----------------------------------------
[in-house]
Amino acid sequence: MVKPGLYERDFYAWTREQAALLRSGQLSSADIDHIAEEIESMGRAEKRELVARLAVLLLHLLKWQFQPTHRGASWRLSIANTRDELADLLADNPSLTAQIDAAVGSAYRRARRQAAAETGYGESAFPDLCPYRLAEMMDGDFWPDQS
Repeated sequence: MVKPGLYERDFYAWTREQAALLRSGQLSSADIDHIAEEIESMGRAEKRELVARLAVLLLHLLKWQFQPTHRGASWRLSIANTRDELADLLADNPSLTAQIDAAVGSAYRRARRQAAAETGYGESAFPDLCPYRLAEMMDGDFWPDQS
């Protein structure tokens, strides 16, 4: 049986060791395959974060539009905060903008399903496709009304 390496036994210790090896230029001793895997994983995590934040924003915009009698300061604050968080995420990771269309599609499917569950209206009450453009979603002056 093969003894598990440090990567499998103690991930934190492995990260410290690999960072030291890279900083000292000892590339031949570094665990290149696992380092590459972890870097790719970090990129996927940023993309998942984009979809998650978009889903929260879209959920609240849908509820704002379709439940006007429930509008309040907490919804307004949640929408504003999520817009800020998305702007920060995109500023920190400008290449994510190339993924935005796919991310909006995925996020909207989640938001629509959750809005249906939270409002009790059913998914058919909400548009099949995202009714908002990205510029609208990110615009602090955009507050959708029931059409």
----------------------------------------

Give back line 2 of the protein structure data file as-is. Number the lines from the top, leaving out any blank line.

Amino acid sequence: MVKPGLYERDFYAWTREQAALLRSGQLSSADIDHIAEEIESMGRAEKRELVARLAVLLLHLLKWQFQPTHRGASWRLSIANTRDELADLLADNPSLTAQIDAAVGSAYRRARRQAAAETGYGESAFPDLCPYRLAEMMDGDFWPDQS